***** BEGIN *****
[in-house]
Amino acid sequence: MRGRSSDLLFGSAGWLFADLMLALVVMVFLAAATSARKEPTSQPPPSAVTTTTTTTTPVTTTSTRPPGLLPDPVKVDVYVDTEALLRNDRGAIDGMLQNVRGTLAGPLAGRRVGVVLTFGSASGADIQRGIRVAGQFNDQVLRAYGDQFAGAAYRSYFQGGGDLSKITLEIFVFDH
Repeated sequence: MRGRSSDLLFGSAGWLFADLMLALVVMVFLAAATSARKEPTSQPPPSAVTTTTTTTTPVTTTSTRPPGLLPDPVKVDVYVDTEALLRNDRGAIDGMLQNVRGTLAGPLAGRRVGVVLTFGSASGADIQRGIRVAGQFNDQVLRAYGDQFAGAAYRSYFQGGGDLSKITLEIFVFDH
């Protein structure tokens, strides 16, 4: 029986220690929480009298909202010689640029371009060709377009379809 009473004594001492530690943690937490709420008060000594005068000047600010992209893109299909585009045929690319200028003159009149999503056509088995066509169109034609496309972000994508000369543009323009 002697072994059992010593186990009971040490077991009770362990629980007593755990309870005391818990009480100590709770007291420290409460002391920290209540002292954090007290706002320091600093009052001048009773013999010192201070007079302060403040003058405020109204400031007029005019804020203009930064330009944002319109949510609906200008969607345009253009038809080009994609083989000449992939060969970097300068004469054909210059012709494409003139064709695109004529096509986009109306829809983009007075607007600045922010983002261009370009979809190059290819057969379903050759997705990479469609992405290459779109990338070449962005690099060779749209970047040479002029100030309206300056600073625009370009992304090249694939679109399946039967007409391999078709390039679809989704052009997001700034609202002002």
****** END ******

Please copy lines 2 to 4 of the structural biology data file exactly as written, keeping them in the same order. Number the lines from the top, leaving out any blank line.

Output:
Amino acid sequence: MRGRSSDLLFGSAGWLFADLMLALVVMVFLAAATSARKEPTSQPPPSAVTTTTTTTTPVTTTSTRPPGLLPDPVKVDVYVDTEALLRNDRGAIDGMLQNVRGTLAGPLAGRRVGVVLTFGSASGADIQRGIRVAGQFNDQVLRAYGDQFAGAAYRSYFQGGGDLSKITLEIFVFDH
Repeated sequence: MRGRSSDLLFGSAGWLFADLMLALVVMVFLAAATSARKEPTSQPPPSAVTTTTTTTTPVTTTSTRPPGLLPDPVKVDVYVDTEALLRNDRGAIDGMLQNVRGTLAGPLAGRRVGVVLTFGSASGADIQRGIRVAGQFNDQVLRAYGDQFAGAAYRSYFQGGGDLSKITLEIFVFDH
């Protein structure tokens, strides 16, 4: 029986220690929480009298909202010689640029371009060709377009379809 009473004594001492530690943690937490709420008060000594005068000047600010992209893109299909585009045929690319200028003159009149999503056509088995066509169109034609496309972000994508000369543009323009 002697072994059992010593186990009971040490077991009770362990629980007593755990309870005391818990009480100590709770007291420290409460002391920290209540002292954090007290706002320091600093009052001048009773013999010192201070007079302060403040003058405020109204400031007029005019804020203009930064330009944002319109949510609906200008969607345009253009038809080009994609083989000449992939060969970097300068004469054909210059012709494409003139064709695109004529096509986009109306829809983009007075607007600045922010983002261009370009979809190059290819057969379903050759997705990479469609992405290459779109990338070449962005690099060779749209970047040479002029100030309206300056600073625009370009992304090249694939679109399946039967007409391999078709390039679809989704052009997001700034609202002002």